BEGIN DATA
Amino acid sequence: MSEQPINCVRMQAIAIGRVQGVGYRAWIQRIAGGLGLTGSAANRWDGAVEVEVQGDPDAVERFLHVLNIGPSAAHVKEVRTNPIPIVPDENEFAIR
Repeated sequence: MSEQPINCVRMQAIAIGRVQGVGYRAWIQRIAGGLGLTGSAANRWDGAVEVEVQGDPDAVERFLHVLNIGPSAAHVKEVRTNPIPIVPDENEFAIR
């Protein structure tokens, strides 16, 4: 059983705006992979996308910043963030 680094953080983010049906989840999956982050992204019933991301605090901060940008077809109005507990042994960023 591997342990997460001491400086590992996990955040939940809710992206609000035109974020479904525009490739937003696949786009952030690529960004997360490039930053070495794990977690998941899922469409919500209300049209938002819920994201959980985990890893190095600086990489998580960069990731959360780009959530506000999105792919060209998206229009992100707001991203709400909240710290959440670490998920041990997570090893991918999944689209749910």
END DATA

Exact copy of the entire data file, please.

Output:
Amino acid sequence: MSEQPINCVRMQAIAIGRVQGVGYRAWIQRIAGGLGLTGSAANRWDGAVEVEVQGDPDAVERFLHVLNIGPSAAHVKEVRTNPIPIVPDENEFAIR
Repeated sequence: MSEQPINCVRMQAIAIGRVQGVGYRAWIQRIAGGLGLTGSAANRWDGAVEVEVQGDPDAVERFLHVLNIGPSAAHVKEVRTNPIPIVPDENEFAIR
């Protein structure tokens, strides 16, 4: 059983705006992979996308910043963030 680094953080983010049906989840999956982050992204019933991301605090901060940008077809109005507990042994960023 591997342990997460001491400086590992996990955040939940809710992206609000035109974020479904525009490739937003696949786009952030690529960004997360490039930053070495794990977690998941899922469409919500209300049209938002819920994201959980985990890893190095600086990489998580960069990731959360780009959530506000999105792919060209998206229009992100707001991203709400909240710290959440670490998920041990997570090893991918999944689209749910």